Family Affair As Weatherley Returns For Post-Carnival Raid

Jockey Sam Weatherley believes the time is right for a post-carnival Sydney raid with promising four-year-old Mali Ston who makes his Sydney debut at Randwick on Saturday.

Sam Weatherley is back in Sydney to ride for his father at Randwick on Saturday (Pic: Bradley Photos).

It’s been almost three years since Weatherley wound up a 15 month riding stint in Sydney and he returns to partner a horse trained by his father Darryn in what has been a well planned mission to target the Group 3 Hawkesbury Gold Cup (1600m) on April 30.

A Group 2 winner of the Rich Hill Mile at Ellerslie on New Year’s Day and third in the Group 1 Thorndon Mile at Trentham suggests to Weatherley that Mali Ston can be competitive in the Royal Randwick 100 (1400m) and into his main goal.

The 22-year-old does warn that the gelding, known as Meathead around the stable, might be in need of the run but he handles wet tracks and is still an untapped talent.

“There’s some quite good horses in the race so we’ll definitely get a good line on him,’’ Weatherley said.

“We wouldn’t bring him over here if we didn’t think he’s up to it.

“I think he is going to need the run a bit because he hasn’t had a run for 10 weeks and he missed a trial on Friday because they moved to the polytrack. That might be his only downfall.

“But he handles plenty of cut out of the ground which is going to help him.”

Mali Ston worked at Rosehill on Tuesday with Darryn Weatherley in the saddle alongside his travelling companion Maria Farina, partnered by Lee Magorrian, and was more than comfortable in the heavy ground.

Marina Farina is a lightly raced mare who will tackle some benchmark races while in Sydney and her presence is crucial to keeping Mali Ston, her ‘best mate’, settled.

Weatherley said the gelding generally isn’t a star trackworker and he will be ridden conservatively as he usually is back home.

“He’s a really unassuming horse, at trackwork he gives you nothing,’’ he said.

“He’s taken a while to click on, he’s that backwards so that’s why we’ve always ridden him quiet.

“He’s won five from eight and we don’t want to change it. He’s still a big baby really, it seems to be working and hopefully it works over here.

“Early in the race he likes to find his feet and all of a sudden you ask for an effort and he’s really electric.”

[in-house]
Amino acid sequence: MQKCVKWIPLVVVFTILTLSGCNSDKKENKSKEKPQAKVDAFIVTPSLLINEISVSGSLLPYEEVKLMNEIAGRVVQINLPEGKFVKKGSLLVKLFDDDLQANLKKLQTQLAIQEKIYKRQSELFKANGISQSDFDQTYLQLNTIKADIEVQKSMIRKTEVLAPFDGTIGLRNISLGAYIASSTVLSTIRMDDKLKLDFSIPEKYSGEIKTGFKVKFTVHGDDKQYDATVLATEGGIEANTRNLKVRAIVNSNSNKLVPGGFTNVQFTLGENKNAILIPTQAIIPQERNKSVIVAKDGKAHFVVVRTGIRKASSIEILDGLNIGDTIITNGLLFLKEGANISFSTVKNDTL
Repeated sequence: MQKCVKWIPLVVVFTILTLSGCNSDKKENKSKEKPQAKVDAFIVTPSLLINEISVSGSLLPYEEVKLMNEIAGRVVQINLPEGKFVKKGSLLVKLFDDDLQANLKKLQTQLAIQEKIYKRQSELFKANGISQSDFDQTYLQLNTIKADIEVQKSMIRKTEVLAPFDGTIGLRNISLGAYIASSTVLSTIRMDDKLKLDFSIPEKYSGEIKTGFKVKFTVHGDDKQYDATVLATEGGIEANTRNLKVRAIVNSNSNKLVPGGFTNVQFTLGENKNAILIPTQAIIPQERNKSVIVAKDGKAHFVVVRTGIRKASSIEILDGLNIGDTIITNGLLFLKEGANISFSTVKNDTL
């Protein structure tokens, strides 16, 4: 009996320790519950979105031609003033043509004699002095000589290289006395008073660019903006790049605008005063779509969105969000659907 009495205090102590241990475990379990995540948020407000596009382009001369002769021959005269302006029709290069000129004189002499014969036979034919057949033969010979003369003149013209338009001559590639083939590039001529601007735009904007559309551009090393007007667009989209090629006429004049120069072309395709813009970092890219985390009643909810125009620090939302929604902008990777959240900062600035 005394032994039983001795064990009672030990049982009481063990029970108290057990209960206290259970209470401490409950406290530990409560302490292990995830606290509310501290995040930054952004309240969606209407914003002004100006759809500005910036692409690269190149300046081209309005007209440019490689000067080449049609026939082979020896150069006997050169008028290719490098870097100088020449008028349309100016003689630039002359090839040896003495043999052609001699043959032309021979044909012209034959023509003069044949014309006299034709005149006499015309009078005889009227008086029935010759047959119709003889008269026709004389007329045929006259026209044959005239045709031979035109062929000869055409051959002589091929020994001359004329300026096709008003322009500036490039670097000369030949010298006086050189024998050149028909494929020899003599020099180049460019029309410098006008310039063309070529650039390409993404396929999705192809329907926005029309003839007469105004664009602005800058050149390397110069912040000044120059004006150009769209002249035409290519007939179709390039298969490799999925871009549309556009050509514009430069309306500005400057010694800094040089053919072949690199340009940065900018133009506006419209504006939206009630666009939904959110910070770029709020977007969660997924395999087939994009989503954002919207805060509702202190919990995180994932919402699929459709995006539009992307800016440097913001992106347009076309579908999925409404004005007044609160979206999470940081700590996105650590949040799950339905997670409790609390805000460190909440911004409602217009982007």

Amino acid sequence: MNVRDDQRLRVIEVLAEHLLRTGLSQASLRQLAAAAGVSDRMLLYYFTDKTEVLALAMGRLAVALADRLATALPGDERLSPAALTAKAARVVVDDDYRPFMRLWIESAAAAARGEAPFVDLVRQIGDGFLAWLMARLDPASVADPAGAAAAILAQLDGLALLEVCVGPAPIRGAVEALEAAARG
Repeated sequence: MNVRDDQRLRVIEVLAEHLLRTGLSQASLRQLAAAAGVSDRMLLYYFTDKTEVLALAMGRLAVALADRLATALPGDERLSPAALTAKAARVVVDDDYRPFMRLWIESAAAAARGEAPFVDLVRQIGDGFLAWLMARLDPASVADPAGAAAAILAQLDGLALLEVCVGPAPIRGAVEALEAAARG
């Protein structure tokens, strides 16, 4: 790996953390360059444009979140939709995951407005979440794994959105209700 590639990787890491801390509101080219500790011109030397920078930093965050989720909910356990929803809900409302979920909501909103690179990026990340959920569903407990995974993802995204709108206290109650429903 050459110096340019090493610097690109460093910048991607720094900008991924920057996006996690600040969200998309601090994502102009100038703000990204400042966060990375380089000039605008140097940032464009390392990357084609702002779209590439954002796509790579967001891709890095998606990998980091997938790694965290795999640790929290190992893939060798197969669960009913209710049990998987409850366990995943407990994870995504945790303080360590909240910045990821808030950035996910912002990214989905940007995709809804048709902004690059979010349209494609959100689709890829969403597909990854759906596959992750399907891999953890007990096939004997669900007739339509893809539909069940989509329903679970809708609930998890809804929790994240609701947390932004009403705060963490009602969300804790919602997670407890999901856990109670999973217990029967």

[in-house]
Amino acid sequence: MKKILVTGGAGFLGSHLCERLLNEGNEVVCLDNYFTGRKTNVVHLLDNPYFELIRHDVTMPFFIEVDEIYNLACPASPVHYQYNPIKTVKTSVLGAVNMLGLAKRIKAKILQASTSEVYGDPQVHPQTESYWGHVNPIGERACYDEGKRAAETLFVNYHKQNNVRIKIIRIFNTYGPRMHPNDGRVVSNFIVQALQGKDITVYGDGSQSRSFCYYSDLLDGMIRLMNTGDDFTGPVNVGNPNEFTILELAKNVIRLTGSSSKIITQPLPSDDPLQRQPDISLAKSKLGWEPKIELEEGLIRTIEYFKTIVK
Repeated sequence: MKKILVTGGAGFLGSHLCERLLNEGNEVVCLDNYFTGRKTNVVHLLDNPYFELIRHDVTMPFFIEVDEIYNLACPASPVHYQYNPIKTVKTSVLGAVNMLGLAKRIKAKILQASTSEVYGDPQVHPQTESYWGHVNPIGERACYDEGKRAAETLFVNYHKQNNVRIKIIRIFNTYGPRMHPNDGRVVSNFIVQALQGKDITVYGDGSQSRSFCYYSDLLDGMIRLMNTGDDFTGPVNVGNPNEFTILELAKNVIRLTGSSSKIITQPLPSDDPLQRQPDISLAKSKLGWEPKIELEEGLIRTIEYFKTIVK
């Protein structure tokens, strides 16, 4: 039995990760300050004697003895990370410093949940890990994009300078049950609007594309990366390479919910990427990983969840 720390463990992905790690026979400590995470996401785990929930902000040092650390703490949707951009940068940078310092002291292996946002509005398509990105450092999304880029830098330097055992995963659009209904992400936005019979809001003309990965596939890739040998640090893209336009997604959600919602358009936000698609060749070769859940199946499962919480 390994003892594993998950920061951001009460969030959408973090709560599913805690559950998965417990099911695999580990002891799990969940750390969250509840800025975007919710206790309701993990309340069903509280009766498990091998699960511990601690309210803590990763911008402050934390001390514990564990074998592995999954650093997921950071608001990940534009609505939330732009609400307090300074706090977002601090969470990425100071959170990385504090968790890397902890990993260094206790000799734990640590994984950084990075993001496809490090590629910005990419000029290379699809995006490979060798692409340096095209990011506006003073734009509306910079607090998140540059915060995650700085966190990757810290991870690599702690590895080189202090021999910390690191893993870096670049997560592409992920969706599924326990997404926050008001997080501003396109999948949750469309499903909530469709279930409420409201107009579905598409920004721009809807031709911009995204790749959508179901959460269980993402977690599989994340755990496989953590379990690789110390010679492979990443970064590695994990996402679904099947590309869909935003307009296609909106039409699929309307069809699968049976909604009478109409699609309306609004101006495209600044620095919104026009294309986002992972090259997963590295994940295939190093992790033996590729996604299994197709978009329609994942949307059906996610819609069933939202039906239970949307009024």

Since Weatherley called time on his Sydney stint he’s added a second Group 1 victory to his tally, winning the Manawatu Sires’ Produce Stakes on Maven Belle two weeks ago and has enjoyed his most successful season back home.

He said he can’t wait to mix it with the Sydney jockeys again and to do it as part of his family unit, especially if he can win, is special.

“I was a bit homesick and that’s why I went home but I was still only very young at the time,’’ he said.

“I still rode about 50 winners in that time so I was happy with the way everything went.

“We’re a very tight knit family, always have been, and it’s pretty special to be riding winners for dad. I ride everything for him, I ride trackwork every day and my sister is second in charge.

“This season has been a breakthrough season really, I won the Karaka Million (on Pin Me Up) for Te Akau and a Group 1 for them (on Maven Belle).”

Weatherley said there was a heap of merit in Mali Ston’s third in the Thorndon Mile, particularly given the conditions of the race and the form that has come out of it.

Due to his Rich Hill Mile win he carried top weight at just his eighth start and spotted the much more experienced winner The Chosen One 2kg.

“The Chosen One had won $2.2 million before that race and was carrying 55kg and because our horse won a Group 2 the start before under set weights and penalties he carried 57kg so he was giving 2kg to the whole field,’’ he said.

“Coventina Bay finished second and he was only a neck from her and she’s won two weight-for-age Group 1s after that (Herbie Dyke and Bonecrusher Stakes). I think our horse is a pretty good horse.

“Mali Ston’s main aim is the Hawkesbury Gold Cup. We’re not aiming too high. He goes very well, he’s a Group 2 winner and Group 1 placed so I think he can be competitive.”

– Racing NSW

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